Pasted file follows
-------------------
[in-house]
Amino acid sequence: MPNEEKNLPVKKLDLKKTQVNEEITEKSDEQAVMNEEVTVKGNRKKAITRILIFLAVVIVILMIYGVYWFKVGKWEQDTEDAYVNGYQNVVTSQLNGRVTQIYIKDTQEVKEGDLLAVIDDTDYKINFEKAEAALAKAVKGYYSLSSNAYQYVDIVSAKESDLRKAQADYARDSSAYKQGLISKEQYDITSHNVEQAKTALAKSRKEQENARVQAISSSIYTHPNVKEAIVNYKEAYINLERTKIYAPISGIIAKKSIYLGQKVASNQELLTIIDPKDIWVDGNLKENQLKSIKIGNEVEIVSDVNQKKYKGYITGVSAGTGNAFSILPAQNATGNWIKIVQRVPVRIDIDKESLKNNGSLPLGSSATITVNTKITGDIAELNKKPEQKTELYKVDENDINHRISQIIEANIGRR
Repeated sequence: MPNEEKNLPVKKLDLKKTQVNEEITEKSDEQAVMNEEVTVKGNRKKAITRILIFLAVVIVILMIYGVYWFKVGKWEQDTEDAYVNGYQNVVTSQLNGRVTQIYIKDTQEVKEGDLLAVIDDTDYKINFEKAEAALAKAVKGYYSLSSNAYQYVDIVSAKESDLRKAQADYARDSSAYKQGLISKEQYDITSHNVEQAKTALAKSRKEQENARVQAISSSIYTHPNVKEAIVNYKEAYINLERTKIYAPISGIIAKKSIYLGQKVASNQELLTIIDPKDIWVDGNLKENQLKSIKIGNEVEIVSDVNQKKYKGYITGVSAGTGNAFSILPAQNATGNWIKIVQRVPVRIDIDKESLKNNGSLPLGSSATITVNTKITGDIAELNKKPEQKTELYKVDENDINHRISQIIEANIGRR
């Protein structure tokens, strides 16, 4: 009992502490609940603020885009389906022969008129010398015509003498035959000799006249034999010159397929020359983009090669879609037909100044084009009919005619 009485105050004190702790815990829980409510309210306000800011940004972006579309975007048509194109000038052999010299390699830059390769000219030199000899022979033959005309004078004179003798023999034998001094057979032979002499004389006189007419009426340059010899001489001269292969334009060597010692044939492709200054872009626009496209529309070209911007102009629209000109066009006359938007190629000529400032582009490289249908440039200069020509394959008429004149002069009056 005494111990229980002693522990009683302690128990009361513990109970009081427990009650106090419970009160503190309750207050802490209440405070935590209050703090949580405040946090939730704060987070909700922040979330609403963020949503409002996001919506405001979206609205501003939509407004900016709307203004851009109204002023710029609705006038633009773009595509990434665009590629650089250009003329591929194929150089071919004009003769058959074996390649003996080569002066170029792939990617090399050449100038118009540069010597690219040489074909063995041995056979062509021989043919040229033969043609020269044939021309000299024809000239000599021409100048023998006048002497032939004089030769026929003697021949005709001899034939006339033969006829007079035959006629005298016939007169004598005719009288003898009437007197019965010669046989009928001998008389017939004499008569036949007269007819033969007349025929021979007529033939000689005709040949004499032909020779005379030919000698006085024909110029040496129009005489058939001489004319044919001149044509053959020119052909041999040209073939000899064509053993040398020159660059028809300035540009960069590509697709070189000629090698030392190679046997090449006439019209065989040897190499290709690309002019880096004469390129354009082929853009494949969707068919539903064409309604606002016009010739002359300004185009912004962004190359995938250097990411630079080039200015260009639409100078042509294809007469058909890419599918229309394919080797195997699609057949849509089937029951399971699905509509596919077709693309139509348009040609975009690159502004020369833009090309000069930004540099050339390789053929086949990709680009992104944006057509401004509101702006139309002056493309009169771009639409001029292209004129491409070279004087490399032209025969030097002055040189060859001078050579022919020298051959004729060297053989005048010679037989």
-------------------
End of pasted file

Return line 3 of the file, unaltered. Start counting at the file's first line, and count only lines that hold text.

Repeated sequence: MPNEEKNLPVKKLDLKKTQVNEEITEKSDEQAVMNEEVTVKGNRKKAITRILIFLAVVIVILMIYGVYWFKVGKWEQDTEDAYVNGYQNVVTSQLNGRVTQIYIKDTQEVKEGDLLAVIDDTDYKINFEKAEAALAKAVKGYYSLSSNAYQYVDIVSAKESDLRKAQADYARDSSAYKQGLISKEQYDITSHNVEQAKTALAKSRKEQENARVQAISSSIYTHPNVKEAIVNYKEAYINLERTKIYAPISGIIAKKSIYLGQKVASNQELLTIIDPKDIWVDGNLKENQLKSIKIGNEVEIVSDVNQKKYKGYITGVSAGTGNAFSILPAQNATGNWIKIVQRVPVRIDIDKESLKNNGSLPLGSSATITVNTKITGDIAELNKKPEQKTELYKVDENDINHRISQIIEANIGRR